Creating the sounds of the garden

Creating the sounds of the garden


Posted 5th Sep 2016


While British summertime may be coming to a close, there is still time to take to your garden and listen to some of the sounds of summer. Whether it is birdsong, the buzzing of bees or the rustling of tall grass, if you close your eyes you can hear plenty. With just a bit of clever planting, you can create your very own percussion section.

Wyevale Garden Centres is teaming up with radio and television presenter Jo Whiley to put together tips that to help transform your garden into a habitat where you can hear the true wonders of nature.

Whiley said: "Music and gardening are my two big passions. In the evenings I'm on air between 8 and 10 playing music to the nation as it winds down at the end of the day but during the afternoons, at home, I'm straight out into my garden to enjoy it's many delights and get on with the various jobs there are always to do. When I’m gardening, I consciously switch off the radio and completely immerse myself in the sounds of the garden. Sound can have such a huge effect on people’s emotions. In the same way that someone may blast out a feel good tune to lift their mood, the tranquil sounds of a garden can make you completely relaxed. Sound plays a big part of my life and my garden can provide a completely different musical backdrop compared to the studio."

1. Creating a buzz with bees and butterflies

If you are after a garden that is buzzing with bug life, you should be focusing on bright and beautiful flowers. For instance, why not try mixing up herbaceous perennials, annuals and biennials. As they all flower at different stages of the year, your garden will have a constant source of nectar for insects all year round.

Herbaceous perennials such as lavender, geranium and salvia come back each year; annuals like daisies and begonias flower once a year, generally in spring and summer; biennials such as hollyhocks and foxgloves, every two years.

If you still have extra space you can consider adding a herb patch - both bumble bees and solitary bees will be attracted to rosemary in particular, whilst other herb garden favourites such as lavender, sage, oregano and thyme will also attract a variety of insects. They will also provide a rich food source to little critters.

If you have the space, add trellis. Trailing plants such as clematis or sweet peas and hanging baskets are a great choice, with the African daisy, fuchsia or busy Lizzie all popular with bees.

Tip: Choose single-flowered varieties of plants such as nasturtiums. Bees and butterflies struggle to access double flowers, due to their layered petal or flowers within flowers.

2. Tune into birdsong

Avid gardeners will understand the beauty of birdsong. The main thing to bear in mind is that birds need four things - something to eat / drink; somewhere to shelter; somewhere to wash; somewhere to breed. This means that grass, trees, shrubs and water are all essential.

Hedges, bushes and shrubs are perfect hiding and perching spots for birds, providing foods such as berries, fruit and insects for them to eat. Thoughtfully placed bird boxes make crucial nesting spots. Birds of all kinds are reliant on trees for both food and shelter. Hanging a few bird feeders from the sturdier branches will provide additional resting places, while bird baths will provide a watering hold and bathing spot for smaller birds. Your lawn is also likely to have numerous seeds that birds like - for instance meadow grass, buttercup and dandelion.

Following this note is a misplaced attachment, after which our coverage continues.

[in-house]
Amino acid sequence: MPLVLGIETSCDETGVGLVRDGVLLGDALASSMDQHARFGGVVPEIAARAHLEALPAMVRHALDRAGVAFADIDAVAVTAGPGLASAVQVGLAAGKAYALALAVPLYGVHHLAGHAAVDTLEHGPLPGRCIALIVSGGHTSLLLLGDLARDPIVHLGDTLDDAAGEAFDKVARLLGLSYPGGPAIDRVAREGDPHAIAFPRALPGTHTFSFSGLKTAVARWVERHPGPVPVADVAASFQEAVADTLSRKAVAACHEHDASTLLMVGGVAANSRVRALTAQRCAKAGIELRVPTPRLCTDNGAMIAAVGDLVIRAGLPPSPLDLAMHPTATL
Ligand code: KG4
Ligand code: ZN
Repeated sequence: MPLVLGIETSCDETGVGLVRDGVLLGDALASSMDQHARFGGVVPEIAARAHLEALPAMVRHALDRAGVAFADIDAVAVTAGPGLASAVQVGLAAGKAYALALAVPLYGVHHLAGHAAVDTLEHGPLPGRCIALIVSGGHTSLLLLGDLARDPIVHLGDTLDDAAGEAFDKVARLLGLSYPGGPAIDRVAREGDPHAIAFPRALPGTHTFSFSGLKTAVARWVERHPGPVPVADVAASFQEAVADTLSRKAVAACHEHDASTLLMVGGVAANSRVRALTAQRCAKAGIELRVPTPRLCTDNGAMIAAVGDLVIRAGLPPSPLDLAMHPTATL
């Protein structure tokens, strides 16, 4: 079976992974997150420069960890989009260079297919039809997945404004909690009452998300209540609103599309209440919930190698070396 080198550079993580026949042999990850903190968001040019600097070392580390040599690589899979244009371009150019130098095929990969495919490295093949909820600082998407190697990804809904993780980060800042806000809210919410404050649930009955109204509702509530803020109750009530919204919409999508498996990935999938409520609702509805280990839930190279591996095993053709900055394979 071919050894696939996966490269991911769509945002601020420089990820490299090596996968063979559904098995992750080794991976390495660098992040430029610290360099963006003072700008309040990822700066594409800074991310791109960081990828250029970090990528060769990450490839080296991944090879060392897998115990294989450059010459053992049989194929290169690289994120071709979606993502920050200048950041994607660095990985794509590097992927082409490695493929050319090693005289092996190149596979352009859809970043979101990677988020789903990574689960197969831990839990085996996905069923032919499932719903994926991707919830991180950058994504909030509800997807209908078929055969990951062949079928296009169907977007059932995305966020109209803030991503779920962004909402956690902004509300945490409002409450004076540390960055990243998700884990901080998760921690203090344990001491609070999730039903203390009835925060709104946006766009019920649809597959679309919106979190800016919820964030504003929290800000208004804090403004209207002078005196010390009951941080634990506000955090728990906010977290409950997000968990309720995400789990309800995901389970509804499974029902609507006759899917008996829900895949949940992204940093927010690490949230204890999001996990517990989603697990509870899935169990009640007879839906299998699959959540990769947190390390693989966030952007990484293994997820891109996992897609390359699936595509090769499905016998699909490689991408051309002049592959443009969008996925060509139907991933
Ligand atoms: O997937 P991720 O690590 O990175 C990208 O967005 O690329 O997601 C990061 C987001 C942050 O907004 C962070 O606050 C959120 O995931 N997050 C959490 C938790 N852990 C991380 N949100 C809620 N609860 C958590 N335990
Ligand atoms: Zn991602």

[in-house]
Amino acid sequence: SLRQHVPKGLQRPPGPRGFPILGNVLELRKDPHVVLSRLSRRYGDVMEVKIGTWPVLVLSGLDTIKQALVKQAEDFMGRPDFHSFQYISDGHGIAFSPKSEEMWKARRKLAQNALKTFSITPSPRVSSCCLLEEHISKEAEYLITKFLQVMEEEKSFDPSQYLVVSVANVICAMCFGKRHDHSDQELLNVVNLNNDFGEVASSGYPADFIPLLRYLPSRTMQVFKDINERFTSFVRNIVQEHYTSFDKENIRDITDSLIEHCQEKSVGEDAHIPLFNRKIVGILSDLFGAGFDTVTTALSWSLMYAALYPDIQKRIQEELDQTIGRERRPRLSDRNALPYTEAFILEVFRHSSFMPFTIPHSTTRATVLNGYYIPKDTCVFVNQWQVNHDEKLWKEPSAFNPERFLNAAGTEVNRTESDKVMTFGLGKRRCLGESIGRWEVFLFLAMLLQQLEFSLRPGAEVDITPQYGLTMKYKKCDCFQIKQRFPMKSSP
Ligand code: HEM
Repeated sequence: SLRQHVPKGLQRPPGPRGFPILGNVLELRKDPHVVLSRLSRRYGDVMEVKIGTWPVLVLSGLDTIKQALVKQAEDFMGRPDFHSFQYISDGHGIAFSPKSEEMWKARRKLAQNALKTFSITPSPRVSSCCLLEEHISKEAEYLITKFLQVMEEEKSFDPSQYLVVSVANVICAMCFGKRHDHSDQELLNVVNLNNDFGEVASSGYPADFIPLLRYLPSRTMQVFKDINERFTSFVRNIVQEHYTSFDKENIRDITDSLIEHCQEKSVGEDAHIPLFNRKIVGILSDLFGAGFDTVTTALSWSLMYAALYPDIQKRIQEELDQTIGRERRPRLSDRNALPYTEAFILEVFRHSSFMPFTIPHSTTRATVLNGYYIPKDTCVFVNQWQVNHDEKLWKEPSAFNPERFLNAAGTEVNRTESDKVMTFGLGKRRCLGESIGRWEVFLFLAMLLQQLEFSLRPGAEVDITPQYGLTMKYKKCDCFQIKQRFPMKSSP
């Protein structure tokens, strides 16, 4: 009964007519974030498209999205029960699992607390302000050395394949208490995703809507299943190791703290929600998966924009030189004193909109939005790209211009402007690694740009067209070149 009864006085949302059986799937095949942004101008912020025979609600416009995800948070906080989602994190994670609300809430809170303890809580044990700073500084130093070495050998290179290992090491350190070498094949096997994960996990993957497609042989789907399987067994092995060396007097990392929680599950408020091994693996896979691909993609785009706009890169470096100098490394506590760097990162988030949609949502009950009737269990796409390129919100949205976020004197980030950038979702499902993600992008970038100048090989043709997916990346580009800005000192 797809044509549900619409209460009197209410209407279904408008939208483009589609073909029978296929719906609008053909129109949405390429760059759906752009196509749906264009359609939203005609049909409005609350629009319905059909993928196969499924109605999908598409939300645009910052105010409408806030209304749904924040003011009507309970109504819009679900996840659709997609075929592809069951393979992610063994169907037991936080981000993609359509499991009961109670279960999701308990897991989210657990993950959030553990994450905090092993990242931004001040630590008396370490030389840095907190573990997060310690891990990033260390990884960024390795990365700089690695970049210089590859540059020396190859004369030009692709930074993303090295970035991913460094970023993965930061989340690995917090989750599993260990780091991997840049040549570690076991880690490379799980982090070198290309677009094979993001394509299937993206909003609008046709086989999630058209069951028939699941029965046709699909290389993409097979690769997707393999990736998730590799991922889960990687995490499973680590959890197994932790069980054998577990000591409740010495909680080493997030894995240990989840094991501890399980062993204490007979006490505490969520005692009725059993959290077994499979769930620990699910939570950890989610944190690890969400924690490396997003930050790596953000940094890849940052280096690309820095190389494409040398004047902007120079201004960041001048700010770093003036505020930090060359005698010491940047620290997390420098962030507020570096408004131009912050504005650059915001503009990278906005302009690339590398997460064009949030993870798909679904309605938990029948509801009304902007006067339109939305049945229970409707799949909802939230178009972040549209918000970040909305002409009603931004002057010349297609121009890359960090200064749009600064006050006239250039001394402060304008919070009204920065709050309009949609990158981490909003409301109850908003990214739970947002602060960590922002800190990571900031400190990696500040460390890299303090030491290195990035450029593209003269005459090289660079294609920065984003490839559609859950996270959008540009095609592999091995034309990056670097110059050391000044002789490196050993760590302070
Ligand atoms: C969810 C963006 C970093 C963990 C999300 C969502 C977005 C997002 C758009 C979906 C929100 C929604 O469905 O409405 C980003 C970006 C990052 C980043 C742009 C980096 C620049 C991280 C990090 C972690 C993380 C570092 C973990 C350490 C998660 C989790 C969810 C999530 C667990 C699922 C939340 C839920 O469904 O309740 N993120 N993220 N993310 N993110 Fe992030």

3. Make a splash

Garden ponds are the ideal breeding conditions for frogs, newts, and toads, while they will also attract numerous fascinating insects to the area, such as the skater, water boatman and dragonflies. Don't just enjoy the gentle croaking of amphibians - you can also listen to birds, insects and other animals such as the hedgehog who will be making a splash.

4. The morning hush

Whether you're an early riser or want a peaceful haven to retreat to after a busy day, the rustling of leaves can give you complete tranquillity. Swish tall grasses such as the miscanthus and greater quaking grass will both make a lovely rustling sound, even in gentle breezes. Fine-leaved trees such as the birch and robinia will also make a similarly lovely noise, but will need watering every day if planted during the summer. Clunk-bamboo will make a lovely hollow knocking sound when it bumps together, while bigger canes can become wind chimes.

5. All creatures great and small

If you're starting from nothing, an attractive and informal approach can be beds and borders. Plant larger shrubs and fruit trees towards the back of borders and then lower-growing shrubs such as lavender at the front. By using the spaces in between for different types of flowers, you will get a varied habitat, full of light, shade and potential hiding places for birds and smaller mammals such as mice and voles. Another option is an insect hotel or butterfly feeder - you can nestle it in amongst the foliage to supply shelter and food for the smaller insects. By planting climbers against fences, on a trellis or against the side of a shed, you can create a tangle of branches - perfect for insects and secretive birds such as the wren. Honeysuckle or ivy trailing over a fence will act as a 'ladder' that will enable small mammals and insects to travel from one garden to another.

Tips and image courtesy of Wyevale Garden Centres





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